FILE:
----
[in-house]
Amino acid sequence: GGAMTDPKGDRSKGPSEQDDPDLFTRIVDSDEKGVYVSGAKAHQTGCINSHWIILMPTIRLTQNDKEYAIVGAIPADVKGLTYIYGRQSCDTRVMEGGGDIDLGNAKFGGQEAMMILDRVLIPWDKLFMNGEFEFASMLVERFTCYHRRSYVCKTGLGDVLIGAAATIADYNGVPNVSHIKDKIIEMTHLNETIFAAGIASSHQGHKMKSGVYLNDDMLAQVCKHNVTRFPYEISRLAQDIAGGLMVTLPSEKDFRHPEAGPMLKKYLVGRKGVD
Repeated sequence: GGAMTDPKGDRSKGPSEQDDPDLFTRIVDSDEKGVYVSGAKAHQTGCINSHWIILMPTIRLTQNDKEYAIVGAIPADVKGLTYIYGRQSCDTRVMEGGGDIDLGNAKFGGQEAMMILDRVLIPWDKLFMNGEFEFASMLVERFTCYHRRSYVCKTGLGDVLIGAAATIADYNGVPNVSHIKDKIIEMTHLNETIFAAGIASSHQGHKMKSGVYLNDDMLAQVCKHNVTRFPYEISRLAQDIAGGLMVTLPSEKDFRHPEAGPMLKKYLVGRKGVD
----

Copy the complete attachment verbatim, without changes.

[in-house]
Amino acid sequence: GGAMTDPKGDRSKGPSEQDDPDLFTRIVDSDEKGVYVSGAKAHQTGCINSHWIILMPTIRLTQNDKEYAIVGAIPADVKGLTYIYGRQSCDTRVMEGGGDIDLGNAKFGGQEAMMILDRVLIPWDKLFMNGEFEFASMLVERFTCYHRRSYVCKTGLGDVLIGAAATIADYNGVPNVSHIKDKIIEMTHLNETIFAAGIASSHQGHKMKSGVYLNDDMLAQVCKHNVTRFPYEISRLAQDIAGGLMVTLPSEKDFRHPEAGPMLKKYLVGRKGVD
Repeated sequence: GGAMTDPKGDRSKGPSEQDDPDLFTRIVDSDEKGVYVSGAKAHQTGCINSHWIILMPTIRLTQNDKEYAIVGAIPADVKGLTYIYGRQSCDTRVMEGGGDIDLGNAKFGGQEAMMILDRVLIPWDKLFMNGEFEFASMLVERFTCYHRRSYVCKTGLGDVLIGAAATIADYNGVPNVSHIKDKIIEMTHLNETIFAAGIASSHQGHKMKSGVYLNDDMLAQVCKHNVTRFPYEISRLAQDIAGGLMVTLPSEKDFRHPEAGPMLKKYLVGRKGVD